Antiferromagnetism, ferromagnetism and magnetic phase separation in Bi₂Sr₂O₆â[delta]
Author(s)Thomas, Kennedy Jessica, 1975-
Massachusetts Institute of Technology. Dept. of Physics.
Marc A. Kastner.
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Neutron scattering, magnetization and transport measurements were performed on single crystals of Bi2Sr2CoO6+[delta] to study the evolution of the magnetic properties as a function of the oxygen content . The oxygen content was varied by annealing single crystals in either a reducing or oxidizing environment to obtain an experimental range of 0.25 =/< [delta] =/< 0.5 and a corresponding average Co valence between +2.5 and +3. We show that the as-grown samples, which are oxygen rich ([delta approximately] 0.5) and therefore contain mostly Co3+ ions, enter an antiferromagnetic (AF) phase with a Neel temperature - 250 K. On the other hand, annealing as-grown crystals in vacuum to reach [delta approx.] 0.25 destroys the AF phase; these samples exhibit predominantly ferromagnetic (FM) behavior with Tc [approx.] 100 K. At intermediate doping, 0.25 < [delta] < 0.5, we find evidence for co-existence of FM and AF domains, which are characteristic of the [delta] = 0.25 and [delta] = 0.5 phases, respectively. The signature of the co-existence is the presence of simultaneous FM and AF magnetic Bragg peaks in the neutron diffraction pattern. Polarized neutron scattering measurements confirm that the FM and AF peaks do not arise from different components of a canted antiferromagnet.(cont.) The FM regions give rise to a ferromagnetic-like peak in the susceptibility at the same temperature as the spins in the AF phase order. In addition, the FM regions exert a random field in the AF phase, above a critical field Hc. We explain the field dependence of the two-phase samples with a microscopic model. We propose that the FM clusters within the AF phase are the result of regions which are rich in Co2+. Furthermore, we suggest that oxygen facilitates the formation of electronically inhomogeneous regions.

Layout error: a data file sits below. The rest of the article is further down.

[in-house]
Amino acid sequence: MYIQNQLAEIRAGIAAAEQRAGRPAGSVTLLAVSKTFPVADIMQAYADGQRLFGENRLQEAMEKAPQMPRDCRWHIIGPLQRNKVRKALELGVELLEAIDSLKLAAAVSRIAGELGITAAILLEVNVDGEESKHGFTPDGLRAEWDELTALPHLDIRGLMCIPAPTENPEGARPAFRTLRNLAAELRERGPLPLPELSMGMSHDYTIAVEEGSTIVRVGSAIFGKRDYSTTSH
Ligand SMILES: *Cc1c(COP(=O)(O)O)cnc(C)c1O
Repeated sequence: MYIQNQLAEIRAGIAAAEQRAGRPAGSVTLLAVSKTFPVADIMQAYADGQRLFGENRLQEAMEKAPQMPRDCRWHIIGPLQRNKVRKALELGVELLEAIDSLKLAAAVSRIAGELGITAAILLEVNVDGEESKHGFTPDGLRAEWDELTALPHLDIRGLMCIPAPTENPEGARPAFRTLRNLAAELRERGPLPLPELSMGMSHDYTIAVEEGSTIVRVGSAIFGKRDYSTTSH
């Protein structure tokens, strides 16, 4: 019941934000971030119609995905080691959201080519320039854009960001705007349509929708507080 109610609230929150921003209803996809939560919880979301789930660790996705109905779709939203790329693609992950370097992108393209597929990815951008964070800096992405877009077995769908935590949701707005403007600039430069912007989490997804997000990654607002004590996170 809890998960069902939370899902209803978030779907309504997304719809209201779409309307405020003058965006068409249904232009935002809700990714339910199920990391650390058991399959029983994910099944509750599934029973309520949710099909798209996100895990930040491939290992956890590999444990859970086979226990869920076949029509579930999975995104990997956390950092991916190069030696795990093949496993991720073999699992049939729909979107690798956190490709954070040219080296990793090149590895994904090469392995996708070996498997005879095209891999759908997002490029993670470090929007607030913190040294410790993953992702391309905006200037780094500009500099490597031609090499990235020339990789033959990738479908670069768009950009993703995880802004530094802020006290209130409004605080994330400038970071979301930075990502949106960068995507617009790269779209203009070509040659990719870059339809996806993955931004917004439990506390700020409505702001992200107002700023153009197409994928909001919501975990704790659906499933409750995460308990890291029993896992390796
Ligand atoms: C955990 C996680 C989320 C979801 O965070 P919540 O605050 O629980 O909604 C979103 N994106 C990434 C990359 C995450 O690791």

Thesis (Ph. D.)--Massachusetts Institute of Technology, Dept. of Physics, 2003.In title on t.p. "[delta]" appears subscript as the lower-case Greek letter.Includes bibliographical references (p. 154-157).
DepartmentMassachusetts Institute of Technology. Dept. of Physics.
Massachusetts Institute of Technology